Hoping to be of help to all those living gluten free in the United Arab Emirates – نأمل أن نكون عوناً لكل من يعيش حياته خالية من الجلوتين في دولة الإمارات العربية المتحدة
My name is Reem Alali, I’m turning 18 next month and I was diagnosed with Coeliac disease in February 2012.
My 11 year old sister Hessa was diagnosed in 2011 so I had some background information about Coeliac and the gluten free diet.
On the second of February, I went to the health care with my dad to get the results of the blood test that I took a week ago. I was informed that I might have the disease (Coeliac), but that they won’t be sure until I do the biopsy. It was a shock since I’m a food-holic. I went straight home and ate pasta for dinner, the next day hot dog in IKEA and the day after it I ordered cupcakes, chicken nuggets and pizza.
I wanted to eat as much as I could since it was going to be the last time, I think that I gained a lot of weight in that period. I didn’t stop until the day I had the biopsy. Its then when I realized the huge change that’s going to happen in my life.
At my first appointment with the doctor, Dr.Ahmed pulled my medical file, and he started asking me why I haven’t got tested before, I didn’t notice how many times I came to the hospital for my stomach pain until he mentioned it. He was like: “November 2004 abdominal pain, April 2005 abdominal pain, October 2005 abdominal pain, January 2006 abdominal pain ” and he kept going. Most of my visits to the clinics were because of my stomach pain. I had it since I was 11 but never knew what was the cause. Now I know.
At first I hated it, every thing that was gluten free tasted horrible. I was craving gluten all the time, and I didn’t eat much cause of that, but day after day my taste buds started to adjust with the food and I think our chef’s baking skills has improved 🙂
All that time I kept googling and looking for companies and support group, it is then that I found Gluten free UAE and Coeliac UK and contacted both of them, and they were really helpful.
The gluten free diet is harder than you think, its not just the food you need to cut out but also dishes and baking pans, toothpaste and last I heard makeup too!
Gluten free products were hard to find at first but then we stared asking groceries and supermarkets that are near our house to get more gluten free items and set sections for the dietary foods so they’ll be easy to find. They were very cooperative and responded to our request.
So the first problem was solved but then there were the restaurants issue. I downloaded the Coeliac Card on my IPod and every time I go to a restaurant I would show it to the waitress before I order and the same mistake happens over and over. When I order Kebab I end up with bread underneath it and when I order soup there’s bread floating in it, and worst of all that when I ask them to change it they just remove the bread from the plate.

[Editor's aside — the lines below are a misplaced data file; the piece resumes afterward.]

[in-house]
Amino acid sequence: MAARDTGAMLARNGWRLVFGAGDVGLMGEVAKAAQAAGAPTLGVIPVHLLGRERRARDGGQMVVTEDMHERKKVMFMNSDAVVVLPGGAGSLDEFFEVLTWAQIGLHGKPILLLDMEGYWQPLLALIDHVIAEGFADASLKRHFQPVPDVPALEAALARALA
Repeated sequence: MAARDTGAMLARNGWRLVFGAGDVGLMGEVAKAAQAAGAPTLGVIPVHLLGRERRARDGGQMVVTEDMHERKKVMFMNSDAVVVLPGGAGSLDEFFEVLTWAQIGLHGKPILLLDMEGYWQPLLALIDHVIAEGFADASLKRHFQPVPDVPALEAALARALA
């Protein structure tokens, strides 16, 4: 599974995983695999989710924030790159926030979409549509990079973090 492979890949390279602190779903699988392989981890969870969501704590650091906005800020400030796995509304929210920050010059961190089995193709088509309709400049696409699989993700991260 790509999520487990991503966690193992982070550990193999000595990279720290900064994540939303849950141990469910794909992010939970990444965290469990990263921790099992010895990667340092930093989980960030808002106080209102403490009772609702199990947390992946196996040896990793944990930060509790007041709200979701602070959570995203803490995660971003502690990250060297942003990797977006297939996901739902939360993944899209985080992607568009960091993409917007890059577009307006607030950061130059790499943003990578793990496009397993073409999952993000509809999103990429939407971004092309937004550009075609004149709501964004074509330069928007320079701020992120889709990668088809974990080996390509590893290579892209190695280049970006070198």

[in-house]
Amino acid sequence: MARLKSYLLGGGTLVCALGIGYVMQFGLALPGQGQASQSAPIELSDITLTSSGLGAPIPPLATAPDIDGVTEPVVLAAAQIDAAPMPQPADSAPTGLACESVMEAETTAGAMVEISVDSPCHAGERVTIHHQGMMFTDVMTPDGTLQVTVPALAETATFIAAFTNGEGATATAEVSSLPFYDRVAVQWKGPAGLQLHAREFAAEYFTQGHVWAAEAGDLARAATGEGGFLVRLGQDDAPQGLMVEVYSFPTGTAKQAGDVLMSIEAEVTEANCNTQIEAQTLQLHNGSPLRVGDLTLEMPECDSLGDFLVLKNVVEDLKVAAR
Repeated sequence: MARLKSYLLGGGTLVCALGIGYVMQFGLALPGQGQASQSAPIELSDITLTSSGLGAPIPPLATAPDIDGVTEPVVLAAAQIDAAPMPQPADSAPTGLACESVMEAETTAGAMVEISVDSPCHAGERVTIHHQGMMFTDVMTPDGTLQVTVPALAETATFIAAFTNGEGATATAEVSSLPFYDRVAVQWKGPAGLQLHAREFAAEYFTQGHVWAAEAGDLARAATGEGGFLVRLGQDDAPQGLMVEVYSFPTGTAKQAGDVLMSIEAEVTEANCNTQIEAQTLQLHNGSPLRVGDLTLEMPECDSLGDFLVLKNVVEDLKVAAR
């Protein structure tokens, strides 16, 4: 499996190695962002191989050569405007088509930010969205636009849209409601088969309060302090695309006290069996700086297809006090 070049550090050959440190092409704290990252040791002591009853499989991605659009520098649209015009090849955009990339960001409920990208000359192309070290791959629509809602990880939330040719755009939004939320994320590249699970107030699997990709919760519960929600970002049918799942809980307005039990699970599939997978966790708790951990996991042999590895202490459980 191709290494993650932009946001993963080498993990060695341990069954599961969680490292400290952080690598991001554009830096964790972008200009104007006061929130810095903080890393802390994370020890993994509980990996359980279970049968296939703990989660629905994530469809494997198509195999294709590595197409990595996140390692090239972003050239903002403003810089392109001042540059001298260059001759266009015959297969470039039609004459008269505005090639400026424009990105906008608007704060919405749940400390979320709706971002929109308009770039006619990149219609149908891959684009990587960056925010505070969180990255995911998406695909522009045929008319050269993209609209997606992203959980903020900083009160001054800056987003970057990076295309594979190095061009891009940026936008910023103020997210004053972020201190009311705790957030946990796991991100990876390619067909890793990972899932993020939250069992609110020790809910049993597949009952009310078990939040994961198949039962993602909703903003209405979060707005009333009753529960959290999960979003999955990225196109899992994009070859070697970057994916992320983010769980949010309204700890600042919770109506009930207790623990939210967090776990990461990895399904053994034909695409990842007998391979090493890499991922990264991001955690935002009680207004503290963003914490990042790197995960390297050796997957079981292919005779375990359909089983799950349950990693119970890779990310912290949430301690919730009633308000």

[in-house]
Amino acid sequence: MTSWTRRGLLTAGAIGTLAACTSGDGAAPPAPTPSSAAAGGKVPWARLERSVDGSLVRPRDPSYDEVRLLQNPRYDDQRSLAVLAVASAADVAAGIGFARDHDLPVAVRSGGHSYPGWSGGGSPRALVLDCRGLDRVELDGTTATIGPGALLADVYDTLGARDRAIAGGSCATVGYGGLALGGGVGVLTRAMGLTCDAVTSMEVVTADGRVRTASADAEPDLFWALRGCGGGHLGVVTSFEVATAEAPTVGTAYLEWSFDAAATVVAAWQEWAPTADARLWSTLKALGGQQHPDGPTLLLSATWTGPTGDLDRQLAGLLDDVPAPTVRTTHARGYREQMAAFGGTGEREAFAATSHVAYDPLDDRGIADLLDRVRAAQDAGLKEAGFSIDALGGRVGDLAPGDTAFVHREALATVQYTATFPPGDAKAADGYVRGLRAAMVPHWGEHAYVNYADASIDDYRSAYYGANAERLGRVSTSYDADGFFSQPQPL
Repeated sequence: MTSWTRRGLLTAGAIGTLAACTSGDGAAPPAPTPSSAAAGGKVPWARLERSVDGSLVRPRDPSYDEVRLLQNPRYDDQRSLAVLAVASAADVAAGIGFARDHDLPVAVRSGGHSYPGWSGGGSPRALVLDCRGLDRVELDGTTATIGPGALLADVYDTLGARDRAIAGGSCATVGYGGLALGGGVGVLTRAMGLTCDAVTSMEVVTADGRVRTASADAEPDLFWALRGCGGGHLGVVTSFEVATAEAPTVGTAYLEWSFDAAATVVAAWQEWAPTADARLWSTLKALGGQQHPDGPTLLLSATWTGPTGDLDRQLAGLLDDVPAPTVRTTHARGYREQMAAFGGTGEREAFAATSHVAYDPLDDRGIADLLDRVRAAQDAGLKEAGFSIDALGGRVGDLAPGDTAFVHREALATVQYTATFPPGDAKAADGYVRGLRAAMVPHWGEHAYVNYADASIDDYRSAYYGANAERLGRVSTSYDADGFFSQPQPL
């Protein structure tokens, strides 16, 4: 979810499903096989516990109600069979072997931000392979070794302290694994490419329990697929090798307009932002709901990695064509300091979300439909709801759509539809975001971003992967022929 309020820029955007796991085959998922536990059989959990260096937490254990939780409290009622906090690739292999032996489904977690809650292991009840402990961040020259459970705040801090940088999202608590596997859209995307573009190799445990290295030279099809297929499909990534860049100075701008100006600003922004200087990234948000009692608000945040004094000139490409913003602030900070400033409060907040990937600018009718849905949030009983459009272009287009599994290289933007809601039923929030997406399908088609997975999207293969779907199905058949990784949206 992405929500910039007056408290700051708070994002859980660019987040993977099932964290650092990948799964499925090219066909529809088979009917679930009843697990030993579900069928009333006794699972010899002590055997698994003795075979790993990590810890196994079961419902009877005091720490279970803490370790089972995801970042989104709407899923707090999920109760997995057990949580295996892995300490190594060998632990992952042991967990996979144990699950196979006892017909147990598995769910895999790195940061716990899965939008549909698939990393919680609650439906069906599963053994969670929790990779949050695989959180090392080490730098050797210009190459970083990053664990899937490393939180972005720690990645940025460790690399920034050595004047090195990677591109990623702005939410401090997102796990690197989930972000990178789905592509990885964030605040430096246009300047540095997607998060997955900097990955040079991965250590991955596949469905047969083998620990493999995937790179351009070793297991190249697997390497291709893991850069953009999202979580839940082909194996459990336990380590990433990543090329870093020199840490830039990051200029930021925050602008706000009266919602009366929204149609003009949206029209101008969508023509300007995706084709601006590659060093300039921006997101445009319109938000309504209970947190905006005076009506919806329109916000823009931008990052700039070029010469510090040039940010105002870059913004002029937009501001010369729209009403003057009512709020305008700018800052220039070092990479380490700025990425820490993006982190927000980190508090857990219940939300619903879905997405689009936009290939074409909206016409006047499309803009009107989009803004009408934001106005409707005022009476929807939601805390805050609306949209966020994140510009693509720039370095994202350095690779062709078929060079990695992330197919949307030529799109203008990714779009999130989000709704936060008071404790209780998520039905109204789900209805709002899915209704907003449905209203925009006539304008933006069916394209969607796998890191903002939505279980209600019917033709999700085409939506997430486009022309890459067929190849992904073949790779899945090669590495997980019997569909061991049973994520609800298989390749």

I have realised now that I should always talk to the manager, its safer that way.
Here is a funny story that happened with my grandma, I told her about the allergy and I don’t think she understood me very well, but I also mention to her that gluten is also in the chicken cubes, ‘since they add it in almost everything’. The next day she called and ask me to have dinner at their house she made me pasta. And when I arrived she came to me and said: “Reem I asked the maid to make pasta especially for you without adding the chicken cubes *winks* “ (she used gluten pasta by the way) it was so sweet and funny.
Ramadan this years was difficult, we didn’t have a lot of options for Iftar, as you all know most of our traditional Emirate dishes contain flour, so we had to take our gluten free meals to all the family gatherings.
Seeing everyone eating Hrees and Geymat “my favorite emirate dishes” was heartbreaking. I wanted to eat them so bad, but I wouldn’t risk it. I don’t mind being cut of from all those meals but live a healthy life. I can sense the difference. I’m healthier, I got my strength back, I don’t suffer from stomach pain any more and I feel great. And I won’t trade that for a cupcake.
This summer I went to Saudi Arabia, Makah in Ramadan to do “Omra” and Turkey for a vacation. I struggled in both countries. Before traveling I asked our chef to bake loafs, bread and muffins to take with me, plus a bag full of snacks so I don’t starve there.
There wasn’t much awareness there so in the buffets I used to tell the chefs about my condition and explain to them everything but I doubt they understood me. I stuck to eating safe things like rice and salads and sometimes steaks and fish. But that didn’t stop the stomach pain and all the symptoms were back. Guess the chefs weren’t really sure.
In turkey they were more understanding. I use to show them the Coeliac card and they’d asked the chef. My Mum always carried two spoons, forks and knifes in her purse, everywhere, literally. She makes sure that my sister and I use them while eating. And she’s been caught many times by the mall security for carrying them!
I believe that the disease I have is my destiny and I have full faith in Allah and his mercy I will live with it. Now for me its not a disease it’s a different way of living and I learned how to adapt to it.
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Thank you for sharing your story!
It’s very well written, well done.
I would like to let you know that I have found a fantastic glutinfree cafe in motor city.
It’s called the cycle hub!
They do fantastic breakfast and call themselves the paleo cafe.
I got the same problem, unfortunately.
Fasting is indeed a pain this way.